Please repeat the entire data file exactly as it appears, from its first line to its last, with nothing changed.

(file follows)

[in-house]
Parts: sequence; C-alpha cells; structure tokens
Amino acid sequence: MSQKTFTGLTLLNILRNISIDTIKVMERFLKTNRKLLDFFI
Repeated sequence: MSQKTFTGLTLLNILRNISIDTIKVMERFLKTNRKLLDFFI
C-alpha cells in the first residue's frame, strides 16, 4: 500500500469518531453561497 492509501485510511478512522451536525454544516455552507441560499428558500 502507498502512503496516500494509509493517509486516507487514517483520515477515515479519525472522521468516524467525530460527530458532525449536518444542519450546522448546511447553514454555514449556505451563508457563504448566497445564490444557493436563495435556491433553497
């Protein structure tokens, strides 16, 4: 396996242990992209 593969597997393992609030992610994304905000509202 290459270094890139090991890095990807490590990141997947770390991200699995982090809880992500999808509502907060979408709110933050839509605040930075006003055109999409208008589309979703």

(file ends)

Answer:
[in-house]
Parts: sequence; C-alpha cells; structure tokens
Amino acid sequence: MSQKTFTGLTLLNILRNISIDTIKVMERFLKTNRKLLDFFI
Repeated sequence: MSQKTFTGLTLLNILRNISIDTIKVMERFLKTNRKLLDFFI
C-alpha cells in the first residue's frame, strides 16, 4: 500500500469518531453561497 492509501485510511478512522451536525454544516455552507441560499428558500 502507498502512503496516500494509509493517509486516507487514517483520515477515515479519525472522521468516524467525530460527530458532525449536518444542519450546522448546511447553514454555514449556505451563508457563504448566497445564490444557493436563495435556491433553497
């Protein structure tokens, strides 16, 4: 396996242990992209 593969597997393992609030992610994304905000509202 290459270094890139090991890095990807490590990141997947770390991200699995982090809880992500999808509502907060979408709110933050839509605040930075006003055109999409208008589309979703």